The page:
This is not the time to build a new city hall. At the moment, the city is $2.1 billion dollars in deficit. There are more important things to do right now in the city than to build a new city hall. A new city hall is not a necessity right now. It is not a pressing issue. If we should build anything at all, we should be talking about a new Stadium. This is what the city really needs. If it is built, it will generate some revenues for the city, and it will also increase employment. Our infrastructures should be number one priority at the moment. The $2.1 billion dollars deficit is a hindrance for the progress of the city. Until that money is paid or depleted, it will be very difficult for the city to initiate on any meaningful project. The city officials should be thinking about how they could raise money for the city to pay off the deficit. Instead they are thinking about a new city hall that will not yield any income for the city. It is a very bad idea at this time to be talking about a new city hall.

Steve Greenwald, compassionate physician, businessman, and civic activist:

My vision of SAN DIEGO in the beginning of the 22nd century would include a new imaginative energy independent complex with nanotechnology, water and refuse recycling, latest communication technology to be replicated by other national and international urban centers…we could grow food consumed in the complex by a vertical garden and crowned by a rotating restaurant to view the natural beauty that surrounds our city…but at this time we must devote our limited resources to create prosperity for our citizens with special focus on the 18 to 28 year old demographic group.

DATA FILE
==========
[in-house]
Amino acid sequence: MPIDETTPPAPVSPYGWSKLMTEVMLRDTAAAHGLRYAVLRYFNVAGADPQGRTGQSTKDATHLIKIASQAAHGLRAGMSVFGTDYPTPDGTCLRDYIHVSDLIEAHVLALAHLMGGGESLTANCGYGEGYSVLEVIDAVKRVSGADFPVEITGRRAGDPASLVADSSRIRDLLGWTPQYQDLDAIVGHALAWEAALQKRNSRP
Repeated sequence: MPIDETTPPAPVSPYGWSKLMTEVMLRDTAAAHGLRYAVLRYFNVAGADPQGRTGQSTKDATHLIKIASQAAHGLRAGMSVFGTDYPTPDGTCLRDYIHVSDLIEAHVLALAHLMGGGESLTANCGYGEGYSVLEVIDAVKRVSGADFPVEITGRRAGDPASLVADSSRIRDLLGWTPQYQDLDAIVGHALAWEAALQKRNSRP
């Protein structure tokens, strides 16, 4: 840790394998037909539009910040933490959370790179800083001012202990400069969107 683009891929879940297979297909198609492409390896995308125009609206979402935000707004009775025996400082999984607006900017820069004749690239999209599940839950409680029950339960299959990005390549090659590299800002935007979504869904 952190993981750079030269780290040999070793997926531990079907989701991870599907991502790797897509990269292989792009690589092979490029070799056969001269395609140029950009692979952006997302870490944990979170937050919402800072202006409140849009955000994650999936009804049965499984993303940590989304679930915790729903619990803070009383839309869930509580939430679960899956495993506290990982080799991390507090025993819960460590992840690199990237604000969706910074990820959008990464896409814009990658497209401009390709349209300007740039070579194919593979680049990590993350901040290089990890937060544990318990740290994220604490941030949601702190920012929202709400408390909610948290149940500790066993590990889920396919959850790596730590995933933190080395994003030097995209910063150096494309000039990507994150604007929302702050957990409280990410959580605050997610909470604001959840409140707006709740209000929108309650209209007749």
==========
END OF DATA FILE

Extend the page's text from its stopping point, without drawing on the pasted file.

Toby Lewandoski, computer scientist:

No, I do not think that building a new city call right now would be a benefit for our city. We are operating with a loss of revenue streams from many different avenues, largely due to the amount of expenditures our city has created, government waste, risky investments and the amount of San Diego’s tax base losing their businesses, homes and jobs. I say let’s plan it for 15 years from now. In that time we will create revenue streams that will help the city generate money, which we can than save, for the new city hall. We also have an obligation to the younger generations by preserving the current city hall for historic purposes that tell the story of the great city of San Diego.